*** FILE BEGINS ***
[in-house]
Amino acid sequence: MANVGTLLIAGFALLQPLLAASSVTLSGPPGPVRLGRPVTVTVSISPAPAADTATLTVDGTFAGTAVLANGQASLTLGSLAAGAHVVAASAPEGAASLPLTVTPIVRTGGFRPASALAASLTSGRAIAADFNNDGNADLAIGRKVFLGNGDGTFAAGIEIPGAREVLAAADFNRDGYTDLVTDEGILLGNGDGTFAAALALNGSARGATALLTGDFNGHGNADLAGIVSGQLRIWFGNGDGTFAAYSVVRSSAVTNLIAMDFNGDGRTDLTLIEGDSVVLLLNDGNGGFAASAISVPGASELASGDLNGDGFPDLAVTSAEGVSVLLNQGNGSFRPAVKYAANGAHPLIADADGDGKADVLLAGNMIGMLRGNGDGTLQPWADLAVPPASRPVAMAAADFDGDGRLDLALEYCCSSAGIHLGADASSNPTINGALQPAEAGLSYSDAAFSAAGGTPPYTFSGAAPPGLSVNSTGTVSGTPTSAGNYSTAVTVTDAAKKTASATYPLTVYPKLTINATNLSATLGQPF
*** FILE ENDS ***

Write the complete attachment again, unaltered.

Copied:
[in-house]
Amino acid sequence: MANVGTLLIAGFALLQPLLAASSVTLSGPPGPVRLGRPVTVTVSISPAPAADTATLTVDGTFAGTAVLANGQASLTLGSLAAGAHVVAASAPEGAASLPLTVTPIVRTGGFRPASALAASLTSGRAIAADFNNDGNADLAIGRKVFLGNGDGTFAAGIEIPGAREVLAAADFNRDGYTDLVTDEGILLGNGDGTFAAALALNGSARGATALLTGDFNGHGNADLAGIVSGQLRIWFGNGDGTFAAYSVVRSSAVTNLIAMDFNGDGRTDLTLIEGDSVVLLLNDGNGGFAASAISVPGASELASGDLNGDGFPDLAVTSAEGVSVLLNQGNGSFRPAVKYAANGAHPLIADADGDGKADVLLAGNMIGMLRGNGDGTLQPWADLAVPPASRPVAMAAADFDGDGRLDLALEYCCSSAGIHLGADASSNPTINGALQPAEAGLSYSDAAFSAAGGTPPYTFSGAAPPGLSVNSTGTVSGTPTSAGNYSTAVTVTDAAKKTASATYPLTVYPKLTINATNLSATLGQPF